Today, I finished my Trivial Pursuit CLASSIC Edition Year-In-A-Box calendar, a calendar full of questions about everything from Spam to surfing to Sam Houston. The questions in this calendar were a little easier in parts, and my yearlong score reflected that. I got 60 percent of answers correct.

It’s nothing compared to James Holzhauer, Ken Jennings, or Amy Schneider, but it’s not half-bad for a sportswriter. And yes, I keep score.

Dec. 27, 2021 — Desmond Tutu, 1931-2021

On Oct. 22, 2006, a black man wearing white and gold robes walked into one of the overflow rooms at my church and uttered the following:

Lwaye u!xolo lukaThi!xo, olugqithisele kuko konke ukuqonda, luya kuzigcina iintliziyo zenu neengqiqo zenu kuKristu Yesu.

The man was Desmond Tutu, the Archbishop of Cape Town and a worldwide activist for human rights and nonviolent protest. He died over the weekend at the age of 90, having dedicated his life and ministry to lifting up the poor, disadvantaged, and downtrodden.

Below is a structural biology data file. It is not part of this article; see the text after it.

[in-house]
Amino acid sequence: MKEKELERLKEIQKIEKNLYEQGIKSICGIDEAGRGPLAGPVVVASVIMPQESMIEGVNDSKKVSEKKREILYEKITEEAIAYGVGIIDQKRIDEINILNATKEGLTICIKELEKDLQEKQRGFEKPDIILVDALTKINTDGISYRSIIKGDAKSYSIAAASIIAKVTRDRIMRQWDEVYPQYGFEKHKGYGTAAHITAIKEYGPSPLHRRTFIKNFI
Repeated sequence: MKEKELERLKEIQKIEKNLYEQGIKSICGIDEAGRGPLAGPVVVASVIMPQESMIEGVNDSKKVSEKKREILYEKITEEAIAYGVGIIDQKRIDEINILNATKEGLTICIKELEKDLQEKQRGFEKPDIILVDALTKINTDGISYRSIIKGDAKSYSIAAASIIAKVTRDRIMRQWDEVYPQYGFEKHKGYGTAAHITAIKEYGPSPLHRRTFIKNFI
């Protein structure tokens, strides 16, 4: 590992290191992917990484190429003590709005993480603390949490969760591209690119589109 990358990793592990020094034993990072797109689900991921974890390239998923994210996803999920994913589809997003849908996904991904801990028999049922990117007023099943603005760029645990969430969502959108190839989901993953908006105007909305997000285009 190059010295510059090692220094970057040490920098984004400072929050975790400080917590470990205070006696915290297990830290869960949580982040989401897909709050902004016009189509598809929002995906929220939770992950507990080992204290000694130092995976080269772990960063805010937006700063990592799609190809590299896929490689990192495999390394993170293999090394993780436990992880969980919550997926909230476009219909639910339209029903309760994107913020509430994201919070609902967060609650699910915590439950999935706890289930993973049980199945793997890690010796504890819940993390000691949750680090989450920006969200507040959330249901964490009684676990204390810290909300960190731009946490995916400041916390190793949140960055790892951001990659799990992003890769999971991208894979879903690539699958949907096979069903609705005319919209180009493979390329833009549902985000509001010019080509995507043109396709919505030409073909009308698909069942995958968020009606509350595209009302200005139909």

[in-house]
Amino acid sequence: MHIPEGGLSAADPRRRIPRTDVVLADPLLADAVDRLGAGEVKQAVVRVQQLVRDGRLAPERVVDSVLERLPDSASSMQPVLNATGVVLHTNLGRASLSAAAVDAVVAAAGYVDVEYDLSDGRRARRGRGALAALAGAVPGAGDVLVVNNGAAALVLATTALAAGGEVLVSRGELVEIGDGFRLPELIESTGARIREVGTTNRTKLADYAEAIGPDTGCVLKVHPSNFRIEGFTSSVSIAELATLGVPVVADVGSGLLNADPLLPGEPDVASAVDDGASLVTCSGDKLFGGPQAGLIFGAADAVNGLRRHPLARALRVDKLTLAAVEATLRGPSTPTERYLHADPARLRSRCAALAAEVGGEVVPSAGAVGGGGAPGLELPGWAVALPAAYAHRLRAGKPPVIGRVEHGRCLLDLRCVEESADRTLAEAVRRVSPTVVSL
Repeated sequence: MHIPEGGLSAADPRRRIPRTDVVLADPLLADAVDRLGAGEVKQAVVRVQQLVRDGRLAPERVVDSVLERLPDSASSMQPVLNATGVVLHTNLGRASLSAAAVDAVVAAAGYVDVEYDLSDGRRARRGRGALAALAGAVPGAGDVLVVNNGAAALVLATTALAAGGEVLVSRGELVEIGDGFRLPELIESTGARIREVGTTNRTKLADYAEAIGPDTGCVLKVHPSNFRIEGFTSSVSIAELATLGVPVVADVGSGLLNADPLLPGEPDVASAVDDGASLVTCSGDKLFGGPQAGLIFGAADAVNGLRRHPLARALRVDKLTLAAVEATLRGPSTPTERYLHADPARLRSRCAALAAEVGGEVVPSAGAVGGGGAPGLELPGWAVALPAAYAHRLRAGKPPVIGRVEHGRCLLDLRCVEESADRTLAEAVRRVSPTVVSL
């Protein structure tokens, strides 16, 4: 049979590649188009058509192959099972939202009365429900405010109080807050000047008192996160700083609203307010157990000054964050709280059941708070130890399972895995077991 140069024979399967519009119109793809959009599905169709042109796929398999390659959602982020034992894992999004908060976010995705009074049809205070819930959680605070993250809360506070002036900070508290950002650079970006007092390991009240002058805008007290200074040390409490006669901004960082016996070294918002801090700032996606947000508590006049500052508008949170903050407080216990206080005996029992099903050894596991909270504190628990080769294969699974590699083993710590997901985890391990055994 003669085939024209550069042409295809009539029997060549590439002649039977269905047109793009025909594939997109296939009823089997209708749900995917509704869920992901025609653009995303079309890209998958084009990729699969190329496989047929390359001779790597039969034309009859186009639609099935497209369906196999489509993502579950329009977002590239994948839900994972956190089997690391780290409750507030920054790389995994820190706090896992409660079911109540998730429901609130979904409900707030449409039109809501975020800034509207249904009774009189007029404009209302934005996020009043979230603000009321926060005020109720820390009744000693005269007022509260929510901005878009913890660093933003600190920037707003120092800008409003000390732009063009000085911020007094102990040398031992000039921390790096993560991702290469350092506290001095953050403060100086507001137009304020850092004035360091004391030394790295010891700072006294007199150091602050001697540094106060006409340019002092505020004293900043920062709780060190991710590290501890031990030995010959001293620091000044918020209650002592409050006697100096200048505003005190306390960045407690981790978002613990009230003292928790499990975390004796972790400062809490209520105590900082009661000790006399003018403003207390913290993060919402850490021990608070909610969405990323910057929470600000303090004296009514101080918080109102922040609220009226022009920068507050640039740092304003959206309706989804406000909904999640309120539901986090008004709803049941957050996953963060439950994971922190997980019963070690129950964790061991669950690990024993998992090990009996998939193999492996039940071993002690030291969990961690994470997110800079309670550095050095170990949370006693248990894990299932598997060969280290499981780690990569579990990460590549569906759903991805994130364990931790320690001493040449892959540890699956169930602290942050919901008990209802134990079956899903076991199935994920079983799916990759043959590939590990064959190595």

The service was part of a commemoration of the Episcopal Church’s admittance of women to the priesthood. It attracted such a following that the cathedral opened overflow space in our wooden space as well as the stone crypt underneath the main body of the church.

It’s the only time in my life I received the post-Communion blessing with Xhosa clicks (symbolized by the exclamation points in the above text).

And he, like that blessing, were completely unforgettable.

Rest in power, Bishop.

Dec. 18, 2021 — Waking up to a secondary nightmare

As the story goes, the Spanish flu epidemic of 1917 wound up extending an entire year because populations had gotten careless about spreading the strain that caused the deaths of 50 million people worldwide.

So, should we, as a civilization, be perturbed about a recent spike in Coronavirus cases that have caused the shutdown of sports teams in soccer, basketball, football, and hockey this week?